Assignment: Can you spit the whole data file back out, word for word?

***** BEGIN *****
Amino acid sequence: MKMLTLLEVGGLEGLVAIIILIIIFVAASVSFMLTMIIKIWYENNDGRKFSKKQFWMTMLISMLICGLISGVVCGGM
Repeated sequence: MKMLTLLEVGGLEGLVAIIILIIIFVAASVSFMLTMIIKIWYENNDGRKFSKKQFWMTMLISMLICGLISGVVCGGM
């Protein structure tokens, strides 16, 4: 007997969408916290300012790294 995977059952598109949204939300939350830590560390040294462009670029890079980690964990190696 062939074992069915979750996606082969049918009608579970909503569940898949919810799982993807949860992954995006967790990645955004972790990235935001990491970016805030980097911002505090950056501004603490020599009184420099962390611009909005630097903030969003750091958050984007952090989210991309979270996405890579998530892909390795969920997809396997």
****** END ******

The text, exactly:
Amino acid sequence: MKMLTLLEVGGLEGLVAIIILIIIFVAASVSFMLTMIIKIWYENNDGRKFSKKQFWMTMLISMLICGLISGVVCGGM
Repeated sequence: MKMLTLLEVGGLEGLVAIIILIIIFVAASVSFMLTMIIKIWYENNDGRKFSKKQFWMTMLISMLICGLISGVVCGGM
């Protein structure tokens, strides 16, 4: 007997969408916290300012790294 995977059952598109949204939300939350830590560390040294462009670029890079980690964990190696 062939074992069915979750996606082969049918009608579970909503569940898949919810799982993807949860992954995006967790990645955004972790990235935001990491970016805030980097911002505090950056501004603490020599009184420099962390611009909005630097903030969003750091958050984007952090989210991309979270996405890579998530892909390795969920997809396997």